Four Things to do Today to Help Heal Your Trauma

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“True healing is the willingness to treat yourself and others better than the past ever did.”                ~ Matt Kahn                 

I’m fond of being cerebral and spiritual. But sometimes we just need a list, right? Here are the directions. Just do this and you’ll feel better. Don’t give it too much thought, just do it. So here is my practical suggestion for four things you can do every day to help heal your trauma. (Still with the cerebral and spiritual quotes, because they’re awesome and healing in their own right.)

1. Quiet your mind.

“Listen – are you breathing just a little and calling it a life?   ~Mary Oliver

Breathe deeply. Set aside some time today to breathe deeply and quiet your mind. Settle yourself in a place you can feel safe, stick some nice music in your ears, whatever you need to just sit still with yourself. And BREATHE. Breathe deeply and profoundly.

Empty your brain as best you can, even if it’s only for a few minutes. Thoughts will trickle in, just gently say to them, “not now.” And return to the emptiness.

This is like pushing a reset button on your nervous system. And I know it’s hard when you’re a trauma survivor. I KNOW. Sometimes being alone in your own mind can seem scary.

I promise the more you practice, the deeper you breathe, and the more you disempower your random thoughts, the less scary it will be. It will start to be a safe harbor, and at some point become a necessity. This is the space we need to remember that we are one with God. 

2. Find something in Nature to marvel at.

“I go to Nature to be soothed and healed, and to have my senses put in tune once more.” ~ John Burroughs

We are all so busy, aren’t we? And here I am telling you to squeeze more time into your day to marvel at some Nature. But this doesn’t have to be a hike in the woods or a trip to the park. Even in a big city, Nature is literally all around us. Watch snow fall out the window, watch your cat or dog sleep, be amazed at the strength of an ant carrying a crumb across the kitchen counter, look at the moon or watch the stars come out. If you have a yard, sit in it and look around you. Just notice. Is there a gentle breeze, perhaps, stirring the leaves in the trees? Are there birds going about their busy day? Do you see things growing all around you?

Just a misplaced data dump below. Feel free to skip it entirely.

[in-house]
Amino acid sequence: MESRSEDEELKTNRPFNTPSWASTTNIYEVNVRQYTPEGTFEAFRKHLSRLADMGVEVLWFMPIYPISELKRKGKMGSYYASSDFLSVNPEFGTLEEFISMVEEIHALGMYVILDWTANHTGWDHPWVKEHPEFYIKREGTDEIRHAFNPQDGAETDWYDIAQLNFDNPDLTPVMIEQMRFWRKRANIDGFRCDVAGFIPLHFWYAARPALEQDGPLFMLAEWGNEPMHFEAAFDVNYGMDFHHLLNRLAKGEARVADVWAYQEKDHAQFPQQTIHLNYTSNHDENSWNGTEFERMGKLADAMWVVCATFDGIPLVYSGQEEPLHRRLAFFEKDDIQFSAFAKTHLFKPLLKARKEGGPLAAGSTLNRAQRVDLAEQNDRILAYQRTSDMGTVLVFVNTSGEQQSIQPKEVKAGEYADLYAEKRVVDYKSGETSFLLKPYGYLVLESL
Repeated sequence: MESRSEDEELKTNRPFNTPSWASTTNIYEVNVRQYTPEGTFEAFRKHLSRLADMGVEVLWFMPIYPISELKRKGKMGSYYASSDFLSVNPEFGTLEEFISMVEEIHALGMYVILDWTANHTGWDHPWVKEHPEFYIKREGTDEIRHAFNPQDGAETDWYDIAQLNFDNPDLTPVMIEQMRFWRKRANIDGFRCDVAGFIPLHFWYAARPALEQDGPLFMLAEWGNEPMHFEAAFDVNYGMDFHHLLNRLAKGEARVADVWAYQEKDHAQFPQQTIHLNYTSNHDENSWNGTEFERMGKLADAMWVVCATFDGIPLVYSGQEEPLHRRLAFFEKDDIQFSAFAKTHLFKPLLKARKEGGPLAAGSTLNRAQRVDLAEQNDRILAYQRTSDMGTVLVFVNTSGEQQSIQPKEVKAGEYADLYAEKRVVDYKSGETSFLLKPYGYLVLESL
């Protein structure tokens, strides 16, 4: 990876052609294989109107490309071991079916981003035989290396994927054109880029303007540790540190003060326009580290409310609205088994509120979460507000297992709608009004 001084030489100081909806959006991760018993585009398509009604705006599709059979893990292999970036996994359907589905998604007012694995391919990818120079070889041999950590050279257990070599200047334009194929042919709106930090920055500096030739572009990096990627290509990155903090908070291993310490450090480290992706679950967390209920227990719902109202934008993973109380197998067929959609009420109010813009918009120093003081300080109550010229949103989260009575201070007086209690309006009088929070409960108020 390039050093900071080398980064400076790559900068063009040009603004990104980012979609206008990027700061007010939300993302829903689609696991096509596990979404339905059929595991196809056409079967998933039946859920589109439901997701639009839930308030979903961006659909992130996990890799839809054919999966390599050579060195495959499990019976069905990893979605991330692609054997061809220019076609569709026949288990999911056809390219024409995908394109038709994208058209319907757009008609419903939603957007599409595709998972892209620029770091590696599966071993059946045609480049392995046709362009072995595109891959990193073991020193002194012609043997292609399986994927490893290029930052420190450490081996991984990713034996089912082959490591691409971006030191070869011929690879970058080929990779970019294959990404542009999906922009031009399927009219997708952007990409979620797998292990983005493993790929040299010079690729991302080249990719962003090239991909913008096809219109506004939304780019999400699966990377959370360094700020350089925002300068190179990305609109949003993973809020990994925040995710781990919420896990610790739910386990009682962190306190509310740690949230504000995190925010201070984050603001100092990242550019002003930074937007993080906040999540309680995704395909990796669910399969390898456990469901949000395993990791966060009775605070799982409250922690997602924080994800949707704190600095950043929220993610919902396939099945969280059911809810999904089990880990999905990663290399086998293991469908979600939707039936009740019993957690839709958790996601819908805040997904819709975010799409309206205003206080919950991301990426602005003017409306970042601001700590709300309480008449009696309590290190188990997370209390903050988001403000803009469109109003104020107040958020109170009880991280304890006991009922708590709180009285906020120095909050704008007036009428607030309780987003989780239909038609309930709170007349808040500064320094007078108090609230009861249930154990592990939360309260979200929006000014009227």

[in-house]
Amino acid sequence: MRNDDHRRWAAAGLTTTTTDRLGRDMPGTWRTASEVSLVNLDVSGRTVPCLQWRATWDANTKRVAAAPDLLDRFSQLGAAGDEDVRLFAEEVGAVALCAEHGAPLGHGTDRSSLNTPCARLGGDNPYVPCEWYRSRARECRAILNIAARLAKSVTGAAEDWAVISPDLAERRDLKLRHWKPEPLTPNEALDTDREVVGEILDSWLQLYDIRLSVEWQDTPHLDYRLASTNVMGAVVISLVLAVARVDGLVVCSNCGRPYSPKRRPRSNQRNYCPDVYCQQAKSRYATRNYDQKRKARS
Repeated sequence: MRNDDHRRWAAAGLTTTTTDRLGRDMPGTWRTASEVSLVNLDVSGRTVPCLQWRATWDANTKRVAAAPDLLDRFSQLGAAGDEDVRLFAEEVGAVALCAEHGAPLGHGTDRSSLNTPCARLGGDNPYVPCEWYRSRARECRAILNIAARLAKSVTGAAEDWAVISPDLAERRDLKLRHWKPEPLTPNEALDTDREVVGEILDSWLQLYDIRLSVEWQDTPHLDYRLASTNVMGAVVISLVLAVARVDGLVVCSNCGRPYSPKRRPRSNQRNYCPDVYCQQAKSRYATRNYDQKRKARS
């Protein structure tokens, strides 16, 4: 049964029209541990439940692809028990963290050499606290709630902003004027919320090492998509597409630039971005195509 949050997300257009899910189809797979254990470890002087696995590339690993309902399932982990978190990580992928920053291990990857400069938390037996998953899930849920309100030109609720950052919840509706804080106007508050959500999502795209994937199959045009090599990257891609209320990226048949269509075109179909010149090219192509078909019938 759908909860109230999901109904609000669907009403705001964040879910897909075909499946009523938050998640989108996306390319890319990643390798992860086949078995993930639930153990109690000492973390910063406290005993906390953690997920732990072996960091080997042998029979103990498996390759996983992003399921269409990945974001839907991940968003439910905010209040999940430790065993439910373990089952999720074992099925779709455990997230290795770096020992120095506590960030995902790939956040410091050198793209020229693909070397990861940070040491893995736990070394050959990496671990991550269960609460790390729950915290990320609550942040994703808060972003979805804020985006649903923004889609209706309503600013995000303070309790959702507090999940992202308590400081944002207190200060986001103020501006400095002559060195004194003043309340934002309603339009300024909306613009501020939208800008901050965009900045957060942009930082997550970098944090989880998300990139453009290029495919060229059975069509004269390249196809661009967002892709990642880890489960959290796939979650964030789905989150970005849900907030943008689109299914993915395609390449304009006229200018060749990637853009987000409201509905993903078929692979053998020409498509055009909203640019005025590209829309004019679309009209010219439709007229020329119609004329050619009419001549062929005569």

Nature restores our faith by being so constant and accessible. It heals our trauma by reminding us that life goes on and to rely on these good and steady displays of God’s love.

Practitioner hint: to save time, you can combine #1 and #2 – in fact, I highly recommend it!

3. Take another step toward forgiveness.

“Today I decided to forgive you. Not because you apologized, or because you acknowledged the pain that you caused me, but because my soul deserves peace.” ~ Najwa Zebian

Forgiveness is critical to healing. It’s not easy and it won’t happen all at once and you will need God’s help to get there. But today, just take one more baby step closer. Not for their sake, but for yours. We truly keep ourselves in prison when we refuse to forgive.

Studies have shown, too, a correlation between the ability to forgive and the severity of PTSD. Holding back on forgiveness means holding on to some rage, which keeps our bodies in fight or flight status and can lead to increased anxiety. So by not forgiving, we are stuck in trauma. I know you don’t want that. You deserve better.

So just for today, hold a little thought, “I will forgive you, because my soul deserves peace.” Notice how saying “will” forgive can mean either you’re doing it in the next moment, or just maybe someday. Wherever you are in your healing will determine the timeline.

 

“The intelligent way to be selfish is to work for the welfare of others.”  ~ Dalai Lama

Selfish? But if I’m giving of myself Dalai Lama, how is that selfish? Because there is no quicker path to healing than to help someone else! Service takes us out of our own drama and reminds us of our ability to contribute in a positive way to the world around us. Service can restore our faith, not only in God, but in ourselves and our fellow man. Service can be anything! It doesn’t mean you put in many hours at a soup kitchen, although it’s great if you can! It can be many small things throughout the day – times you leave your own head, your own drama, to see what someone around you might need.

Trauma can be so hard on our self-esteem. Self-esteem is defined as how lovable and capable we feel in the world. Service helps us regain some of that. We can again see our value in the world, we make a difference, however small, and we are capable of giving and receiving love. So do something, today, for someone else.

So there it is. Four things to help heal trauma that you can do today. But to be truly healed, you know, we must do them tomorrow too, and the day after that, and then the next day. We don’t do it because we have to. We do it because we are brave and healing is our right, our destination, and our beloved journey.

“Owning our story and loving ourselves through that process is the bravest thing that we’ll ever do.” ~ Brene Brown

You Are Still Beloved

Victoria McGee

January 17, 2017

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DISARMING TRIGGERS

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 “Do not let the behavior of others destroy your inner peace.” – Dalai Lama

Thanks, Dalai Lama. I’ll keep that in mind.

Recently, I’ve been having a hard time with this concept. Suddenly, certain triggers seem to be everywhere, almost impossible to avoid. And survivors of trauma know that avoiding triggers is not the answer, because if you don’t deal with this one, another one will come along, until you deal with it.